People keep staring, and even through the lenses of my dark glasses their direct eye contact makes me feel uncomfortable. I imagine the crowd of students pouncing, all at once, and tearing out my throat with their nails and teeth. I know this will never happen. I know I’m scared because of the primitive reaction of my limbic system: animals only look each other in the eye when they’re preparing for a fight, so my body is pumping itself full of adrenaline, ready for the fight that will never come. Of course, this knowledge doesn’t make me any less scared.
From Performing Arts I’m back out into the freezing cold. I trundle towards the Student Information Centre, trying to avoid people who might accidentally walk into me. (I always apologise when people walk into me because they’re generally mortified with themselves and act as though they’ve seriously injured me, when all they’ve done is brush against my chair).
I reach Student Services, go to reception and ask for my Learning Facilitator. I’m met with pursed lips and a slight frown as the receptionist tries to work out what’s wrong with me. I’m clearly not blind and I can walk just fine, why am I eligible for extra help? I sit down and spot the “metal head” that lives in my halls, parking his wheelchair at a table and leaning back comfortably. I feel a stab of envy when I notice how the other students in the building step carefully around his wheelchair and avoid looking at his stiff limbs. No staring. No awkward questions. At that moment I wish I had a more visible disability.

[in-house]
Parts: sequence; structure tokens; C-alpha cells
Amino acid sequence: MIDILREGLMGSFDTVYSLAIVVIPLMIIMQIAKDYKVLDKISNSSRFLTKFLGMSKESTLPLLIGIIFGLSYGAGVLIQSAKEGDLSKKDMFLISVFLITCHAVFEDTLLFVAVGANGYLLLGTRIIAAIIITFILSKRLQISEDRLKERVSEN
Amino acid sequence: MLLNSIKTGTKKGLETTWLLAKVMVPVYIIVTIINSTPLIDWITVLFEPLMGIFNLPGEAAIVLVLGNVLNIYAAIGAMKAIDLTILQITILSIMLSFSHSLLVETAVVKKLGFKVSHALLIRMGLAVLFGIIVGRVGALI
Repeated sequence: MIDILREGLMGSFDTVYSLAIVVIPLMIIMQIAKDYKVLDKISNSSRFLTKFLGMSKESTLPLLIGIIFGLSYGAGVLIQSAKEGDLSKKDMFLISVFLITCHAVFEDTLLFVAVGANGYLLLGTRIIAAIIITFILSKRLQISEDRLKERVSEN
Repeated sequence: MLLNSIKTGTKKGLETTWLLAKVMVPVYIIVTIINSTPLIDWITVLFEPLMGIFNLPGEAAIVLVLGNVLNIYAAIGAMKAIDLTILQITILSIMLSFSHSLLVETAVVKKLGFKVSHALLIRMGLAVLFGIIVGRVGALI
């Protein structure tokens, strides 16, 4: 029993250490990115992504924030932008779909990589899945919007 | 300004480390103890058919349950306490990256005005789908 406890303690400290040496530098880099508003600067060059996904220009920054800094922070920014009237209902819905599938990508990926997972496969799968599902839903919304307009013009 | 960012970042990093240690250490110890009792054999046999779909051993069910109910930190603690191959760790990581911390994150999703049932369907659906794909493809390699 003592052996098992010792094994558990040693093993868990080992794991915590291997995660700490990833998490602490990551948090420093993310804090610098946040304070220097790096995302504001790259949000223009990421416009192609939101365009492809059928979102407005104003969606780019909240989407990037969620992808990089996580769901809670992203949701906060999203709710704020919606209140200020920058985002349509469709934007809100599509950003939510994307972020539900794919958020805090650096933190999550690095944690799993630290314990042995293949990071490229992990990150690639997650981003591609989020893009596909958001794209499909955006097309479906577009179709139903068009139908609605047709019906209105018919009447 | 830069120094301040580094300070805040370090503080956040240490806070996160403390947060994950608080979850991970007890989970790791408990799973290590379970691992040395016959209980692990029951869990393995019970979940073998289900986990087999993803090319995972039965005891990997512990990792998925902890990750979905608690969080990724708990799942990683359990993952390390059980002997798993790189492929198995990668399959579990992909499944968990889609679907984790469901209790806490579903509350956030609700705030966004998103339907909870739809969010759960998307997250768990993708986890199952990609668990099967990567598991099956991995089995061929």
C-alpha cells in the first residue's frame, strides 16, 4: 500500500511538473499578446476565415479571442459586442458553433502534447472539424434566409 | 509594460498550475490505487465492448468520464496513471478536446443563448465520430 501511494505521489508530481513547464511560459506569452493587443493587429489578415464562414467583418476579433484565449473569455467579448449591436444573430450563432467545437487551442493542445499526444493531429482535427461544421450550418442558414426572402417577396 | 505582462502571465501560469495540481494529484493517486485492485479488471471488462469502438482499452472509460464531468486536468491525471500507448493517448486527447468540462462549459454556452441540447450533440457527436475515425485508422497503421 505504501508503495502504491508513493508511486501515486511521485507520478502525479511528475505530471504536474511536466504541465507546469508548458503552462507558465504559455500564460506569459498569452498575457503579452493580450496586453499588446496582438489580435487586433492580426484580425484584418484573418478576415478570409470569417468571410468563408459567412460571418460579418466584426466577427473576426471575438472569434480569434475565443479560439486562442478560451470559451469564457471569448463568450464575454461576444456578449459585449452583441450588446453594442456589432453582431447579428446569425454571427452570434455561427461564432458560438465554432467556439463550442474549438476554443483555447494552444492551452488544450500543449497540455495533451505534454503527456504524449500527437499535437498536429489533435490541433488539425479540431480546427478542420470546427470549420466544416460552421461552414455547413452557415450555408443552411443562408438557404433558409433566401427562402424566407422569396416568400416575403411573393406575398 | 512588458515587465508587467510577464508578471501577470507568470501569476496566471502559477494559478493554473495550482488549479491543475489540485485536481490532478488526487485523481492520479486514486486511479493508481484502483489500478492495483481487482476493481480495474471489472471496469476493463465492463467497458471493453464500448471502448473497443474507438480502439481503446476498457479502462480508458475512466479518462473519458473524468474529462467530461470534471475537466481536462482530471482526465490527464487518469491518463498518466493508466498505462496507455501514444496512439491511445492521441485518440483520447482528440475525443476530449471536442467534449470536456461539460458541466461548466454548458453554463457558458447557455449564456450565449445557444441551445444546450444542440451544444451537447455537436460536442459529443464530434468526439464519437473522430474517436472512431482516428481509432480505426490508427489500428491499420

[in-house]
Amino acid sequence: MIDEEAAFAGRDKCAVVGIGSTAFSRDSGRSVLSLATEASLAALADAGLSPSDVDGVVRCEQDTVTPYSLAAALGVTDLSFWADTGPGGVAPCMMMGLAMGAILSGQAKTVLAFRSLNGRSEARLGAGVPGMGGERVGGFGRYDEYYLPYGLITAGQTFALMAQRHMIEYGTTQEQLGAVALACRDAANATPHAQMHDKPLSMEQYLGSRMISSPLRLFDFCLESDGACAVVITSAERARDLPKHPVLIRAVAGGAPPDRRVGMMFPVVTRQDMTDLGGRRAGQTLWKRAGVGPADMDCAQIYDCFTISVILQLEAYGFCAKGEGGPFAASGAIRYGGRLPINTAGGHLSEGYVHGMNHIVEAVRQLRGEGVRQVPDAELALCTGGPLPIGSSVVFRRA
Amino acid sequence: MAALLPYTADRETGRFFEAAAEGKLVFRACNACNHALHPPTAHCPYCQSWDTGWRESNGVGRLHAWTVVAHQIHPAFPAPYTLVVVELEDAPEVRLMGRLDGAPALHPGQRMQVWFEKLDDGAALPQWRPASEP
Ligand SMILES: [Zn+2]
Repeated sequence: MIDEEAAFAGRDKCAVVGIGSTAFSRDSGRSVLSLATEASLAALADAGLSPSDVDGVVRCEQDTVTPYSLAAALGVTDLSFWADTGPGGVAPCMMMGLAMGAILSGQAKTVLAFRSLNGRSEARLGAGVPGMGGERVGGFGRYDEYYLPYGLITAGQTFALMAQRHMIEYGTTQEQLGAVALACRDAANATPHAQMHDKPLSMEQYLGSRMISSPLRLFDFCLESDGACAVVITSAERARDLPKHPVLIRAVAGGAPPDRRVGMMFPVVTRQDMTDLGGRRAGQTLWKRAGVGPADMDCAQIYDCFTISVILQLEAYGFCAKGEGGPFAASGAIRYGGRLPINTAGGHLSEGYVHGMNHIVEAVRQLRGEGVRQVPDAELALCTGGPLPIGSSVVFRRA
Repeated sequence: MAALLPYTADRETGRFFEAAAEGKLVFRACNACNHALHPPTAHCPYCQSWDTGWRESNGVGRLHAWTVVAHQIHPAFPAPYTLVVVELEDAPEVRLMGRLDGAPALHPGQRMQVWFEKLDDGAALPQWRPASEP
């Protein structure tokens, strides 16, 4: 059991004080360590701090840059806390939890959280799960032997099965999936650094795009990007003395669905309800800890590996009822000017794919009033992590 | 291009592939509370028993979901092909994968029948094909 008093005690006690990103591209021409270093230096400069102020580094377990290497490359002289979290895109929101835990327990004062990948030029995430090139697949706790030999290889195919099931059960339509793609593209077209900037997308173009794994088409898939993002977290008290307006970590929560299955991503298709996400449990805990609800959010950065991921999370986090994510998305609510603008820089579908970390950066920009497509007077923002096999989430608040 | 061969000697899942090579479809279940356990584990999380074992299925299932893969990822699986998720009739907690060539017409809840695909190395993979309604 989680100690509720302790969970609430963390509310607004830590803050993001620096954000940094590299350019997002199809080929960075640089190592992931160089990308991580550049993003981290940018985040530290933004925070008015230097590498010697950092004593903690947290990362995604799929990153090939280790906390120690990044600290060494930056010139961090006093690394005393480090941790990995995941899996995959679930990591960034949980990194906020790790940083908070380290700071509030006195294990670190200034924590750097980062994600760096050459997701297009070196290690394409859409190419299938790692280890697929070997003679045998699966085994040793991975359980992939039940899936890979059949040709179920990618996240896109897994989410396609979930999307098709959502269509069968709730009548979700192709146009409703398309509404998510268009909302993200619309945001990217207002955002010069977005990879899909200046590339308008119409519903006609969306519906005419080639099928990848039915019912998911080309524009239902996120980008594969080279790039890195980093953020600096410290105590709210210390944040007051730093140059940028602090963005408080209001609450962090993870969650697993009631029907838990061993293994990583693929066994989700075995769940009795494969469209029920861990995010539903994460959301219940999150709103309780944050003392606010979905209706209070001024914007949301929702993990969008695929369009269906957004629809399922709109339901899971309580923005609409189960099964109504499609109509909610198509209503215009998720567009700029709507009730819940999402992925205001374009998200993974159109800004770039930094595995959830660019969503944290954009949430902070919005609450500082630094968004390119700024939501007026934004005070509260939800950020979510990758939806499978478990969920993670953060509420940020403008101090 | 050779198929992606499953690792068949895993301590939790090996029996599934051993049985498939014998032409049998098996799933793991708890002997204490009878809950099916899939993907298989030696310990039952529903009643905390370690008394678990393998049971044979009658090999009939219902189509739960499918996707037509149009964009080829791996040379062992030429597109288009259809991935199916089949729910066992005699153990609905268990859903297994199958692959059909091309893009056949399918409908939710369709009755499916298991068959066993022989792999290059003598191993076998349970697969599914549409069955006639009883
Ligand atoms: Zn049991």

I get to Student Information Centre. I know the staff so I feel safe. What is funny though is that it always feels like I need to find a seat because me parking somewhere might mess up the “feng shui” of the place. Once I’m in the building I just text my Learning Facilitator and then it’s off for” a few hours of intellectually stimulating lectures (sarcasm detected) or some reading for whatever essay I’m meant to be writing. I spot that alternative/geeky girl who lives in my halls. She strides up to the front desk confidently, i-pod blaring, sunglasses on. I feel a stab of envy when I notice how other students don’t avoid her or freak out when they brush past her. At that moment I wish I had a less visible disability.